||January 27, 2006
Paddling Your Own Canoe – A
Midwinter Night’s Dream
In midwinter paddlers thoughts often turn to warm summer
days, a canoe, and communing with nature. You don’t have to think very long
about canoes before you recognize their importance as a symbol of Canada’s
culture and heritage. Without the skills developed over thousands of years in
building the perfect watercraft - the birch bark canoe – made by our native
people, Canada would not be what it is today. For example, canoes were critical
in the fur trade and expansion to the west that kept the Americans out.
With these thoughts in mind I recently remembered a
conversation with the métis craftsman Mike Gauthier from Calvin Township who has
crafted many outstanding artifacts for the native display at the Mattawa
Museum. Mike was excited to report that a group of métis in the Mattawa area
had formed a group to reinforce their native roots. He told me the new group,
of which he is chief, was building a birch bark canoe. It is one of the first
in the area since Bernard Bastien the well known native personality built one in
the 1960’s. There is a beautiful voyageur canoe at Samuel de Champlain Park
made by Andy Green.
||Mike Gauthier finishes the canoe he and his friends built
last summer. Mike Gauthier photo.
I asked Mike to tell me about his canoe building
project. Both of his parents were métis and his dad was a woodsman who taught
Mike many skills and a pride in his native ancestry. Mike followed with
interest the Métis Canoe Expedition that went through Mattawa in 2003. The
Mattawa heritage river which I wrote about last week is a magnet to him and he
has conducted tours on it.
There are other active Native groups in the Mattawa area
but Mike was drawn to the Ontario Métis and Aboriginal Association which their
Zone 4 includes the Mattawa area. With his leadership the new local group has
developed a growing membership and program. Among their plans was the birch
bark canoe built from scratch.
They worked on the canoe over the summer and completed it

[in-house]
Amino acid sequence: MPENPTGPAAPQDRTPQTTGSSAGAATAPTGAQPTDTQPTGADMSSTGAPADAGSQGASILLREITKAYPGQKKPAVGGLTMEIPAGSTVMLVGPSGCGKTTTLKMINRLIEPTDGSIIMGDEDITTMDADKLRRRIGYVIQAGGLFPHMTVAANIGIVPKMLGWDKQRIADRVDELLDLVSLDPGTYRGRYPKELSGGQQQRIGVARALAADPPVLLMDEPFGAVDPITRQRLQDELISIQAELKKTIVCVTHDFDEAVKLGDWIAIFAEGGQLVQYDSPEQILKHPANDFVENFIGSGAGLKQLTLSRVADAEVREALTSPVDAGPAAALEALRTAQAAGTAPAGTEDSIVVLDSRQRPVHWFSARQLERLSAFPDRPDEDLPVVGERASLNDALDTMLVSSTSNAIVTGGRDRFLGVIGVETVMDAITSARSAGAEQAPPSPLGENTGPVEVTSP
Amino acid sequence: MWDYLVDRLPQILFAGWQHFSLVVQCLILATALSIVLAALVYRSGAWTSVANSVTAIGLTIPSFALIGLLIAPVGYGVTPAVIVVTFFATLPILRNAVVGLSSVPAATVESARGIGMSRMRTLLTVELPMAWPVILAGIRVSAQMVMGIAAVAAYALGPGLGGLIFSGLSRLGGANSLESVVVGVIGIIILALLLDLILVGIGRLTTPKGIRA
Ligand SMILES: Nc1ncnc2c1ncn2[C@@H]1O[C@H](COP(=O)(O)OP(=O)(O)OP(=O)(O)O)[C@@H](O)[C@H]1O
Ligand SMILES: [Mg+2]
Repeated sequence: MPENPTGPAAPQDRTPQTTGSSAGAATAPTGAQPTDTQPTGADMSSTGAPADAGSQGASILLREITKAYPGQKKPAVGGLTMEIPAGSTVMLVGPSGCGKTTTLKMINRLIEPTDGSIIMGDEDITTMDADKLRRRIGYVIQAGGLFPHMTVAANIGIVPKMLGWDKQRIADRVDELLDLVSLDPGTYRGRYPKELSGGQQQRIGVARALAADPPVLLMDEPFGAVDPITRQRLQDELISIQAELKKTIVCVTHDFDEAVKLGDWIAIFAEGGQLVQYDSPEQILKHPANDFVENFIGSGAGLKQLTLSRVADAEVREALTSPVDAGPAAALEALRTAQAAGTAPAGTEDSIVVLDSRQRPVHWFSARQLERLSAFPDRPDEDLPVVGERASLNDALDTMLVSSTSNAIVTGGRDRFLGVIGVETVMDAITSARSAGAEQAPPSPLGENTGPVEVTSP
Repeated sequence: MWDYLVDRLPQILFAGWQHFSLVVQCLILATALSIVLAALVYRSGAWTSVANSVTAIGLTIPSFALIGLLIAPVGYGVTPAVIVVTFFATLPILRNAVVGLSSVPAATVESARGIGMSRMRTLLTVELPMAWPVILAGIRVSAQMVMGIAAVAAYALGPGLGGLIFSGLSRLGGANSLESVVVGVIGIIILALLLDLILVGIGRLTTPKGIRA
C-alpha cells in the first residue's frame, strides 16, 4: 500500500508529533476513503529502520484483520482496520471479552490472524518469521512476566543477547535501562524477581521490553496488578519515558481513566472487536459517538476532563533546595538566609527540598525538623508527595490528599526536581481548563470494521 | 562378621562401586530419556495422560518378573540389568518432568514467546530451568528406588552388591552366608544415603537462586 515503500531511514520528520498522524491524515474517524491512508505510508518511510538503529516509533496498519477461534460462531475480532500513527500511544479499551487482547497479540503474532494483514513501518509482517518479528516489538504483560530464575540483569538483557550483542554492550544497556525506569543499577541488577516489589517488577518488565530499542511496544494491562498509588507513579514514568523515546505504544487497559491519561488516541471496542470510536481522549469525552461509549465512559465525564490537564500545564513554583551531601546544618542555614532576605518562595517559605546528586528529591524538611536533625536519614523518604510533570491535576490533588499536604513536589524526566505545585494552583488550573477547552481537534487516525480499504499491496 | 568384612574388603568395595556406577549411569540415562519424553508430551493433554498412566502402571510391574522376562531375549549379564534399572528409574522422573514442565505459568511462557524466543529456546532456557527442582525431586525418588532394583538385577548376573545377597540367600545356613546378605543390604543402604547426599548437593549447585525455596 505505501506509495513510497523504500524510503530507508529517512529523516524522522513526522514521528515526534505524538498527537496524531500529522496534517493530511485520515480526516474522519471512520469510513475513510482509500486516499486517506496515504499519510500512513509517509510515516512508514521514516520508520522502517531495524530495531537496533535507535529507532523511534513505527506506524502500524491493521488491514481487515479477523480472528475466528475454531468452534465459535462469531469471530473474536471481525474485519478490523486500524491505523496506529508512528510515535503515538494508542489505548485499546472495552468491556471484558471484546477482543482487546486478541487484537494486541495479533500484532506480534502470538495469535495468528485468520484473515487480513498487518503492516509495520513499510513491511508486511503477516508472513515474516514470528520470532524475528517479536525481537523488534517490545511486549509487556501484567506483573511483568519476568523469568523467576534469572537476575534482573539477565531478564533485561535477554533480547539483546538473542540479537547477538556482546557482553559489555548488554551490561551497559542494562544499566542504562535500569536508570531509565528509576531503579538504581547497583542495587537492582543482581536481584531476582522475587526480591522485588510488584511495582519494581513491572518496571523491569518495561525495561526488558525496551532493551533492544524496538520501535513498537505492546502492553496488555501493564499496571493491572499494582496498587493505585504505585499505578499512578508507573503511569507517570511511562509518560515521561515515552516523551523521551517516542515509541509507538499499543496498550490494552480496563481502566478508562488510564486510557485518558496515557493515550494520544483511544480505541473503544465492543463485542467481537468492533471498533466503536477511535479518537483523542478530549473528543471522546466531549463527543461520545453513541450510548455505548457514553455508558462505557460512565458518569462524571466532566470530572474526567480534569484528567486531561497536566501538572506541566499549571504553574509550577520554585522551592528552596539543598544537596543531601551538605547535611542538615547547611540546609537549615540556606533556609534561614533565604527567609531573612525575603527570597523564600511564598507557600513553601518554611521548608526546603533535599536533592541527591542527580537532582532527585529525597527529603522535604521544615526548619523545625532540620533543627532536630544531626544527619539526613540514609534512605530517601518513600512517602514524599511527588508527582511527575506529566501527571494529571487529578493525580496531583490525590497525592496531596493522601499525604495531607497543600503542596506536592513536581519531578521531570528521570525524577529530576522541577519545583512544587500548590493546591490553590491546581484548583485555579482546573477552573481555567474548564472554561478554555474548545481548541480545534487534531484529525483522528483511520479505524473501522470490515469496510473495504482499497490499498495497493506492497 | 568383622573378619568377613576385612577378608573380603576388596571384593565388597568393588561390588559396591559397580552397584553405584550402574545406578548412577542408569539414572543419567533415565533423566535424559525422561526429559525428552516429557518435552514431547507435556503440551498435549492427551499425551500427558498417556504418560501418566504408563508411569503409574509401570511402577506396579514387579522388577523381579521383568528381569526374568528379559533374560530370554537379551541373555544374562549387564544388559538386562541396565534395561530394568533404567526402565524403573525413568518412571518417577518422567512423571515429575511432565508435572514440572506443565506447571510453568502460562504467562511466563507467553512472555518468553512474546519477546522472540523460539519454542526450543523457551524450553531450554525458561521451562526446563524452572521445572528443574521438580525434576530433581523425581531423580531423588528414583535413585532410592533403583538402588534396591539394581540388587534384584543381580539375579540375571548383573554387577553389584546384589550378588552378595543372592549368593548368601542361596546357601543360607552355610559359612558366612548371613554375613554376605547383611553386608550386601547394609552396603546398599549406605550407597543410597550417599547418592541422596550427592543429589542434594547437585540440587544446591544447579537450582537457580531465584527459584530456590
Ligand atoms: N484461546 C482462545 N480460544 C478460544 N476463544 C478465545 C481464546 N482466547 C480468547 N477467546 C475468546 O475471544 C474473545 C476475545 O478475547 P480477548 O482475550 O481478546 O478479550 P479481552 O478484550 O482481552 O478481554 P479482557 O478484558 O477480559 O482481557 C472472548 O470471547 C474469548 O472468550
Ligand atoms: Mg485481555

except for the spruce gum needed for the final caulking. It will be used as a
part of their future displays. They will be a part of the celebration of
Anahareo’s centennial in Mattawa in June at Explorer’s Point in Mattawa.
Although not a canoeist I have a longstanding interest
and a son who has one and other family members use them regularly. A friend has
one on the back of my property where he does some duck hunting. Some will
remember that I live on Bear Mountain in Chisholm Township near Algonquin Park
and in the original home of the Bear Mountain Canoe Co. The company moved on
and has become well known for its high quality cedar strip canoes. Ted Moores
the owner of Bear Mountain Canoes has a book Canoecraft that has sold over
150,000 copies and his new Kayak book (Firefly Books) is selling well. Ted and
his wife Joan and their two children visited a couple of summers back and
reminisced about the 18 hour days he worked getting started.
When thinking about birch bark canoe building I
remembered several books in my library on canoeing. One of my highly
recommended favorites if you are interested in building a birch bark canoe or
other birch bark articles is The Indian Crafts by Algonquin Craftspeople William
and Mary Commanda from the River Desert Band near Manawaki, Quebec. The book
published in 1980 has a 44 page chapter with photographs showing the building of
a canoe. They made and sold several each year for years, taught courses and
helped develop a market for other builders. There are guidelines on the
interenet as well.
The book The Canoe in Canadian Culture that Temagami’s
Bruce Hodgins was a part of is a report on a conference connected with the
development of Canadian Canoe Museum in Peterborough. The Museum has 600 canoes
and 1000 artifacts including many native items. They have demonstrated birch
bark canoe making. Well worth a visit. The book mentions the famous Bill Reid
canoe sculpture that is in the Canadian embassy in Washington (and on the $20
|Four year old Madeline Katt gets a ride in her grandparents’ birch bark
canoe on Lake Temagami in 1912.
I have been researching the life of Archie Belaney who became Grey Owl and
his wife Angele Egwana and their offspring from their marriage on Bear Island in
1910. Archie was an outstanding canoeist and wrote and spoke about it to
thousands. After Archie moved on Angele and their daughter Agnes lived in the
bush for extended periods living in wigwams and traveling by canoe. When
necessary Angele built a new canoe to keep herself mobile. Madeline Katt
Theriault a contemporary and friend of Angele in her book Moose to Moccasins
talks about her canoeing and there is an excellent picture of her in one. There
are many kinds of canoes now, more competitions like the Mattawa River Canoe
Race, and thousands who love the freedom of a good, light, strong, portable
canoe like those original native masterpieces.
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